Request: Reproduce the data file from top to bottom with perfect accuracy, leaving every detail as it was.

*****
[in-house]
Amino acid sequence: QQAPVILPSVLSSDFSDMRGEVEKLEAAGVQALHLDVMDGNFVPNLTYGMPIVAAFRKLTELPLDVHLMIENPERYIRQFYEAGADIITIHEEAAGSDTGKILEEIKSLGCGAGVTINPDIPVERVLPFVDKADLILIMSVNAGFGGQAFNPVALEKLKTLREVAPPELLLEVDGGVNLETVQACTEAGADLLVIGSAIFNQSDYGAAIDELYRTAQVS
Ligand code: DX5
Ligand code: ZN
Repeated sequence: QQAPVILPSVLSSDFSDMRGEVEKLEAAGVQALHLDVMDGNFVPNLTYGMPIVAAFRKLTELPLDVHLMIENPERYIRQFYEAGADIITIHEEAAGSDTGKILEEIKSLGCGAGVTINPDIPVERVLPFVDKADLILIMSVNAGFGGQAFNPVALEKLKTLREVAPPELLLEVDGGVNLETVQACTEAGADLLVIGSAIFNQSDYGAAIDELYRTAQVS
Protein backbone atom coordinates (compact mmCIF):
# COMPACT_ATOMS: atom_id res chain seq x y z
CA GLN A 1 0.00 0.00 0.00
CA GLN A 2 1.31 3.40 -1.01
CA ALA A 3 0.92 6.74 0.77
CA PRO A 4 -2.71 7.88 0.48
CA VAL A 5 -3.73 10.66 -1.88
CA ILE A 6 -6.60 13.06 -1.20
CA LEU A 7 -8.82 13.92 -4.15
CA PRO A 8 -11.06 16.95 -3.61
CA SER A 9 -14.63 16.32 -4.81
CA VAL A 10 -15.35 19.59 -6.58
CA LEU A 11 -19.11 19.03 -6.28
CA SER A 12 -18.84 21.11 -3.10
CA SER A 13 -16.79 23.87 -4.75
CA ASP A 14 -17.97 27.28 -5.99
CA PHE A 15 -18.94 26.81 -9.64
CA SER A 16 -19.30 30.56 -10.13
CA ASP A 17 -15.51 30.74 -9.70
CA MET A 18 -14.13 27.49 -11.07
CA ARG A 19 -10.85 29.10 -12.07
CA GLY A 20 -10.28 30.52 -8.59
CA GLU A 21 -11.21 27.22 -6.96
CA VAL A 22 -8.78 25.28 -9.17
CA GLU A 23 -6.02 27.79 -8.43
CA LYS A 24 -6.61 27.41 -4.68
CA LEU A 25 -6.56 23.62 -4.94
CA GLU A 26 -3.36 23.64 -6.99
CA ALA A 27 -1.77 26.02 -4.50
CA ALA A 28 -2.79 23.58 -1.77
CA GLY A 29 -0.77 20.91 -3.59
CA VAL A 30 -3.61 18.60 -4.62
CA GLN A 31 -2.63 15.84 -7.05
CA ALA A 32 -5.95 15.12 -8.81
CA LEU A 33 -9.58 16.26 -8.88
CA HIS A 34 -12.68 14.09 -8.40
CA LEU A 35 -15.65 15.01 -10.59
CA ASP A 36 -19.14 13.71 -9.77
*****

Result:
[in-house]
Amino acid sequence: QQAPVILPSVLSSDFSDMRGEVEKLEAAGVQALHLDVMDGNFVPNLTYGMPIVAAFRKLTELPLDVHLMIENPERYIRQFYEAGADIITIHEEAAGSDTGKILEEIKSLGCGAGVTINPDIPVERVLPFVDKADLILIMSVNAGFGGQAFNPVALEKLKTLREVAPPELLLEVDGGVNLETVQACTEAGADLLVIGSAIFNQSDYGAAIDELYRTAQVS
Ligand code: DX5
Ligand code: ZN
Repeated sequence: QQAPVILPSVLSSDFSDMRGEVEKLEAAGVQALHLDVMDGNFVPNLTYGMPIVAAFRKLTELPLDVHLMIENPERYIRQFYEAGADIITIHEEAAGSDTGKILEEIKSLGCGAGVTINPDIPVERVLPFVDKADLILIMSVNAGFGGQAFNPVALEKLKTLREVAPPELLLEVDGGVNLETVQACTEAGADLLVIGSAIFNQSDYGAAIDELYRTAQVS
Protein backbone atom coordinates (compact mmCIF):
# COMPACT_ATOMS: atom_id res chain seq x y z
CA GLN A 1 0.00 0.00 0.00
CA GLN A 2 1.31 3.40 -1.01
CA ALA A 3 0.92 6.74 0.77
CA PRO A 4 -2.71 7.88 0.48
CA VAL A 5 -3.73 10.66 -1.88
CA ILE A 6 -6.60 13.06 -1.20
CA LEU A 7 -8.82 13.92 -4.15
CA PRO A 8 -11.06 16.95 -3.61
CA SER A 9 -14.63 16.32 -4.81
CA VAL A 10 -15.35 19.59 -6.58
CA LEU A 11 -19.11 19.03 -6.28
CA SER A 12 -18.84 21.11 -3.10
CA SER A 13 -16.79 23.87 -4.75
CA ASP A 14 -17.97 27.28 -5.99
CA PHE A 15 -18.94 26.81 -9.64
CA SER A 16 -19.30 30.56 -10.13
CA ASP A 17 -15.51 30.74 -9.70
CA MET A 18 -14.13 27.49 -11.07
CA ARG A 19 -10.85 29.10 -12.07
CA GLY A 20 -10.28 30.52 -8.59
CA GLU A 21 -11.21 27.22 -6.96
CA VAL A 22 -8.78 25.28 -9.17
CA GLU A 23 -6.02 27.79 -8.43
CA LYS A 24 -6.61 27.41 -4.68
CA LEU A 25 -6.56 23.62 -4.94
CA GLU A 26 -3.36 23.64 -6.99
CA ALA A 27 -1.77 26.02 -4.50
CA ALA A 28 -2.79 23.58 -1.77
CA GLY A 29 -0.77 20.91 -3.59
CA VAL A 30 -3.61 18.60 -4.62
CA GLN A 31 -2.63 15.84 -7.05
CA ALA A 32 -5.95 15.12 -8.81
CA LEU A 33 -9.58 16.26 -8.88
CA HIS A 34 -12.68 14.09 -8.40
CA LEU A 35 -15.65 15.01 -10.59
CA ASP A 36 -19.14 13.71 -9.77